80s Roland engineers never imagined … this. Welcome to the age of the Real. Photo: Jürgen Lösel.

So, you’re really hot stuff now that you’ve got a vintage Roland TR-808, huh? Ready to have your pride taken down a few notches? If you haven’t seen it, have a look at this.

The MR-808 is a “real-world” replica of the Roland sounds. And when people throw around buzzwords like “post-digital” to try to describe the spirit of the age in which we live, this is what they’re trying to get at. In some sense, this creation is a tribute to the 808’s minimalism and essential design. And this is still a creation of the digital realm. The robots are controlled by Arduino, a small embodiment of our computer world. There’s a Game Boy making drums. Sequences live in Ableton Live.

What the Sonic Robots project does is add another layer. The design brainchild of Dresden-based artist Moritz Simon Geist, the project makes the sounds itself escape code and circuits, and come back into physical, acoustic space.

That’s a fine gimmick, but there’s a lot of craft here. First off, the band itself is making some great music. They really are a band, and the project’s flash still passes the “close your eyes and you’ll still like it” test. They do some serious engineering – like accounting for latency. And by entering this physical domain, they reclaim the basics of sound design. Of all the insightful documentation, it’s great to read Simon talking about finding a perfect clap.

The drum clap, made physical … again. Photo: Jürgel Lösel.

For music to be personally expressive, though, it doesn’t have to impress anyone but yourself. And that seems to be what motivated Simon to make this happen. (Hint: it tends to be behind any truly hard-working musician.) Boredom, here, was the mother of invention:

The robot installation MR-808 is a replica of the famous 1980s electronic drum machine TR-808 – with robots playing the drum sounds! I (Moritz Simon Geist) have been playing electronic music for several years now, and at some place I was bored of the electronic music production process. With binary logic, everything is possible.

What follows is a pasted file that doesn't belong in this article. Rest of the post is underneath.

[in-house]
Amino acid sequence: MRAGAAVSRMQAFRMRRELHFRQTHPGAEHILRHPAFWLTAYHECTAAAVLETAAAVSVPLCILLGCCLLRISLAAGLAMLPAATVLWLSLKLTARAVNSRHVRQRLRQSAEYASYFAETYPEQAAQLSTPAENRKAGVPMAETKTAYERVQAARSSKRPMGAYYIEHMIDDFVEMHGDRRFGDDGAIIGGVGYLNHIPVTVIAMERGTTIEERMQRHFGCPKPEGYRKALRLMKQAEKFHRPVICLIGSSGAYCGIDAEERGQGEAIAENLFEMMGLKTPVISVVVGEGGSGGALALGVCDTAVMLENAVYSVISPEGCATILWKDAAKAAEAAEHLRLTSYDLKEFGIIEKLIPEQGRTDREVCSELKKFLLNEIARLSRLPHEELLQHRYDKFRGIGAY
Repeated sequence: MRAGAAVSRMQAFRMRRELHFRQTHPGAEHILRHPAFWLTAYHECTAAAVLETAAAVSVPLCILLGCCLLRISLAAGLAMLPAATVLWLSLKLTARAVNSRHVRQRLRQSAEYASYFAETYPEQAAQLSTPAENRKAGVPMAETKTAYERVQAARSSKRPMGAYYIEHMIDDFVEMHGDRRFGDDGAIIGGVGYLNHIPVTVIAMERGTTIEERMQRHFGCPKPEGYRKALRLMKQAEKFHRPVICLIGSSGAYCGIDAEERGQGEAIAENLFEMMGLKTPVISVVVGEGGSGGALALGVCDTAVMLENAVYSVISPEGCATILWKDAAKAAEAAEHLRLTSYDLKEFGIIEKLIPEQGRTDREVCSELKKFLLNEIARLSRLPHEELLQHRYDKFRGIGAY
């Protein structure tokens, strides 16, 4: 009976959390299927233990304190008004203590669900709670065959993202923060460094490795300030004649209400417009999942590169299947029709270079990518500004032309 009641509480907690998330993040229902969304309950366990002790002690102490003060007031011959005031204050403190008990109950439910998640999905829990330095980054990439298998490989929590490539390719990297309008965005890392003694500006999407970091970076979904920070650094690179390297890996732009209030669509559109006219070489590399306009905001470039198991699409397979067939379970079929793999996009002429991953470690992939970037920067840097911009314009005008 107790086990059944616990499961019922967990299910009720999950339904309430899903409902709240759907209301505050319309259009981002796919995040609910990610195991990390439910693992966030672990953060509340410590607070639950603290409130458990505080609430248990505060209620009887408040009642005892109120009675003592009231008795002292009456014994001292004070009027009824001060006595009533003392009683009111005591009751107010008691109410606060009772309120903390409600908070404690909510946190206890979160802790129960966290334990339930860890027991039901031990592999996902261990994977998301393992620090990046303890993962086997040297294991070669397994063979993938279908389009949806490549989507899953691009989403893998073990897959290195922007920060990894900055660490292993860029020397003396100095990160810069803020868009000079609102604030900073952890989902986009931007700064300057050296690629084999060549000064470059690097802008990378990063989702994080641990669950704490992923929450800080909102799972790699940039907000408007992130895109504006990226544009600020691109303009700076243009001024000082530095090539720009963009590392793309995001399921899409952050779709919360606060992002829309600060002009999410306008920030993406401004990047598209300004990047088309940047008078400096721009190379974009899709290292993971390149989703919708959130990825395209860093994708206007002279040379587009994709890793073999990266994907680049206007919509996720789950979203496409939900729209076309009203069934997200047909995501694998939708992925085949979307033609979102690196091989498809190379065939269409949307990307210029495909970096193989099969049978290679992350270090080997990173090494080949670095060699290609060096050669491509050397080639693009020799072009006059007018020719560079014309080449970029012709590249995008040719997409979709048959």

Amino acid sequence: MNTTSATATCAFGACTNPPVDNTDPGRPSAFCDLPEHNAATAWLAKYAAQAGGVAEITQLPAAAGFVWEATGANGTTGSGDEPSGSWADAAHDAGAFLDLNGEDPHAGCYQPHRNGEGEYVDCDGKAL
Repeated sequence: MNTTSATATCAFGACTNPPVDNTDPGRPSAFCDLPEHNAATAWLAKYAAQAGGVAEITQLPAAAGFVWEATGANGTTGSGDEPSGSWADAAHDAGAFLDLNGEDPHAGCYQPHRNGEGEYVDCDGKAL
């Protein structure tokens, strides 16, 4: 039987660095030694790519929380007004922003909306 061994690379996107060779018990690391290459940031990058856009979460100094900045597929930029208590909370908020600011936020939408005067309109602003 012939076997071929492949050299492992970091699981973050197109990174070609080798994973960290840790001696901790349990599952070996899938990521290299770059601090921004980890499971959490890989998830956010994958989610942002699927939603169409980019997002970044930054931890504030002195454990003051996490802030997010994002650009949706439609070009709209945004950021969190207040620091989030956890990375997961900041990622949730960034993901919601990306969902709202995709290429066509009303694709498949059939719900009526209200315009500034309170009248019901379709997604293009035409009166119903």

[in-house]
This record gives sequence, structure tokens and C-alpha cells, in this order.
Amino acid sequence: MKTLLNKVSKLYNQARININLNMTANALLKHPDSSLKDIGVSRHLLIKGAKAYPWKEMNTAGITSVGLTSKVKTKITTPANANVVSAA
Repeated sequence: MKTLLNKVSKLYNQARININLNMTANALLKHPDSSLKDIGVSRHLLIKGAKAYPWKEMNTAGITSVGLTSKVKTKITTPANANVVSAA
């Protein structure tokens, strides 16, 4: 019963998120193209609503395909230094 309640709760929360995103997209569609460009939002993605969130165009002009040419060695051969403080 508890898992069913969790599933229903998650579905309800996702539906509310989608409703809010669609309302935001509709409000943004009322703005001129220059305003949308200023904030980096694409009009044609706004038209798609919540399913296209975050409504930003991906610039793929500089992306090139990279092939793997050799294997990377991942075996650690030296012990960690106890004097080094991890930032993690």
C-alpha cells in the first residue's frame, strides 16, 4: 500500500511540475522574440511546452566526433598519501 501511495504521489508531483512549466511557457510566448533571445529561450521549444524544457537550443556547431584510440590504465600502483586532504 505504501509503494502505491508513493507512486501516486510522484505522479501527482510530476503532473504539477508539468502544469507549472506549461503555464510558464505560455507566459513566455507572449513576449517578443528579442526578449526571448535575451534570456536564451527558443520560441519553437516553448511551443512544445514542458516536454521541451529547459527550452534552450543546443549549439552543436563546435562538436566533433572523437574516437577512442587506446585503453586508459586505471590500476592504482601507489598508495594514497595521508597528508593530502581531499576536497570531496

So I decided to go back to the roots of sound generation – the physical sound generation – but combine it with the electronic music structure we like so much.
I liked the idea so much, that I couldn’t stop building my own drum robots, and ended up replacing all the electronic sounds of a whole drum computer, placed in a 3,3 x 1,7m² case. I am very proud to present the “MR-808” – a mechanic replica of the famous 1980s electronic drum machine TR-808!

First, one terrific video expresses the drama of this coming to life. It really is a kind of toy theater, the 808 made enormous, hollowed out, and filled with dancing physical objects:

MR-808 – mechanic drum robot from Sonic Robots on Vimeo.

What you’re actually hearing:

MR-808 – mechanic sound robot (all drums, miced)
A mechanic relay controlled via arduino (bass sound)
Gameboy – Arduinoboy hardware (8 bit chiptune sound)
Everything was programmed in Ableton, only equing and compression has been applied.

The band, the music video, the live act. Proving that they really are a band, Sonic Robots also have a lovely music video out. What’s great about it is that that theatrical backdrop makes the machines equal band members. Normally, tech – laptops or analog or otherwise – is mainly hidden, silent, flickering boxes that are effectively dead weight for an audience. Here, it’s as present as the humans.

Rise Of The Toys from Science Fiction Children on Vimeo.

David Campesino
Philipp Baumgarten
Rise Of The Toys
Written by Science Fiction Children
Art Hustle
Moritz Simon Geist
Dr. Valentine
Katharina Hoffmann
Performed at Sputnik 2.0,
Dresden 2012
Only reverb, equing and compression has been applied to the tracks.

Solving latency. There’s an extensive article that deals just with how to keep all of this physical business operating in sync. One advantage of machine-sequenced music is that you don’t have to get so close to zero-latency. But that does mean engineering things to stay in time. Copiously documented:

A latency control concept for midi driven mechanic robotic instruments

Max/MSP does the heavy lifting here. The solution is simple, though – there’s just some use of the pipe object from Max/Pd. It’s more about trial and error, back in the physical world.

From top: the design, the giant buttons, the Ableton Live sequence that controls everything (though here, Live is basically just a MIDI sequencer and mixer).

The machines. You’ll find extensive documentation of each detail of this rig:


There’s a run-down of the full setup, plus details of how the robotics work (ideal if you’re experimenting with Arduino and solenoids, even in more modest ways).

Every time I post something, I find someone in comments says “but you didn’t mention — [xxx]” – there’s even a quite-decent summary of robotic projects past.

The music. I’ll close with this. Perhaps you don’t need to build your own robotic physical 808. Maybe you just need a Game Boy and a tape machine. But whatever it is that makes you happy in making music, it’s worth following. And so I do enjoy the music Simon has produced:

And great work on the part of the whole band – hope to get to see y’all soon in person.